US Drug Test Centers Blog/News

Drug Testing for Unemployment Benefits

Posted: Oct 04 2016

By: Jane Schwab

What happens if your illicit substance abuse gets you in trouble at work? What happens when your random urinalysis tests positive for illicit drugs and you are terminated from your job? Can you collect unemployment benefits? If you are at fault for a work-related accident or just part of a work-related incident, you are likely going to need to provide a drug test to ensure you had no illicit drugs in your system at the time of the incident. Unfortunately, millions of Americans are at fault for work-related accidents, and a surprising number of them test positive for illicit drugs.

Argumentatively, it's plausible that just because the individual tested positive after the incident or accident. they were not intoxicated at the time of the occurrence. Opioids are detectable in the system for up to five days; Tetrahydrocannabinol (THC) can remain in the system for up to 30 days. Likely, a positive urinalysis will result in suspension pending an investigation and more often, termination from employment.

Congress passed a law in 2012 that allows states to deny unemployment benefits to anyone who does not pass random drug tests. This law allows states to control the outcome of unemployment benefit distribution. Since many people are terminated from their jobs due to failing random drug tests, it is likely they will not pass random drug tests while seeking unemployment. When someone loses their job because the company shuts down, downsizes, or any other reason that is not directly affiliated with the person, unemployment benefits are available (for a limited time). If, however, you are terminated because of failing a drug test, that report will haunt you forever.

When you file a claim for unemployment, the company is required to fill out the reason for termination, and you have a right to contest that reason if you feel it is not valid. If you failed a drug test while employed with a company and had written a notice of drug testing policies while employed with the company, you would likely be denied to collect unemployment benefits.

Some states recently passed laws that require anyone seeking unemployment benefits to submit to random drug testing while on unemployment. If that person fails the drug test, they are denied their benefits. While you have every right to contest random drug test results, to contest termination from the company, and contest the unemployment review board's decision on your rights to collect unemployment, you will need to show just cause that the company or the state wrongfully denied your benefits. As an American, you have every right to take your case to court and plead your defense. However, in many states, the court will not have any control over the outcome of a positive drug test.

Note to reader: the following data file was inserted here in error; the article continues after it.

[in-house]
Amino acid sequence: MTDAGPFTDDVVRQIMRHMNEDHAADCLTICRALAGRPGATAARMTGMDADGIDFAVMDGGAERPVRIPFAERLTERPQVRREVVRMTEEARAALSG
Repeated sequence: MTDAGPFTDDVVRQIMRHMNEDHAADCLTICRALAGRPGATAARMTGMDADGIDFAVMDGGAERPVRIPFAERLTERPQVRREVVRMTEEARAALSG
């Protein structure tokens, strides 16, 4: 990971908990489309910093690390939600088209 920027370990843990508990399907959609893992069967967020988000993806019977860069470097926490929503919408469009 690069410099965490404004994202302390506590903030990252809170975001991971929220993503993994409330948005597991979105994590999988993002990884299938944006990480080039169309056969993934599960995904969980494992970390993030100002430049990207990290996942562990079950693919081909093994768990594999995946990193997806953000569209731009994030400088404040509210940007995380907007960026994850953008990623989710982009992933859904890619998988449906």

Many of the states that have passed laws to randomly drug test welfare recipients, food stamp recipients, have also begun randomly drug testing unemployment recipients. Florida even requires people who receive welfare to pay for their random drug tests. More and more states are requiring many people to pass drug tests for any assistance programs they are enrolled in.

man stressed outThe idea that having to pass a drug test to receive government benefits provoked a lawsuit filed by the American Civil Liberties Union because they felt it was part of illegal search and seizure. However, the lawsuit was denied because people's rights are not being infringed. The government has the right to deny their benefits based on failure to pass drug tests.

Drug testing is now commonplace for employment requirements. Large and small businesses weed out the few people who are "hot" for illicit drugs at the time they apply for the jobs. While some states require employers to "hire" the person for the job before they are required to submit the drug test, there is no arguing the failure of a drug test. Most jobs require a probationary time and failure of the drug test falls within the probationary offer.

When it comes to any benefits, state or federal, drug testing will become the only way to receive assistance. It's generalized bias to think that every person who is on public assistance or unemployment is also using or abusing illicit drugs. Many people who gratefully accept public assistance will also submit to random drug testing to continue to seek benefits. The system of benefits is designed to help people maintain a status-quo while they are out of work for legitimate reasons. To think it vilifies people on welfare or unemployment is a social-economic perception that needs to end. Education and awareness allow people to be informed and will help the process if more states transition into random drug testing for benefits.

Currently, 13 states require drug testing for welfare recipients. States like Wisconsin that began drug testing unemployment recipients went from a $1.3 billion deficit for unemployment insurance to $743 million positive balance. That is a significant change in how many people are allowed to collect unemployment benefits. The question remains whether or not people who test positive for random drug tests will seek other means to fund their habits or living expenses. It is a hard truth that many people who abuse the system and have substance abuse problems will go to extremes to continue to live. People will resort to drastic measures if their livelihood is threatened. It is a matter of how people approach the solution that will make a difference.


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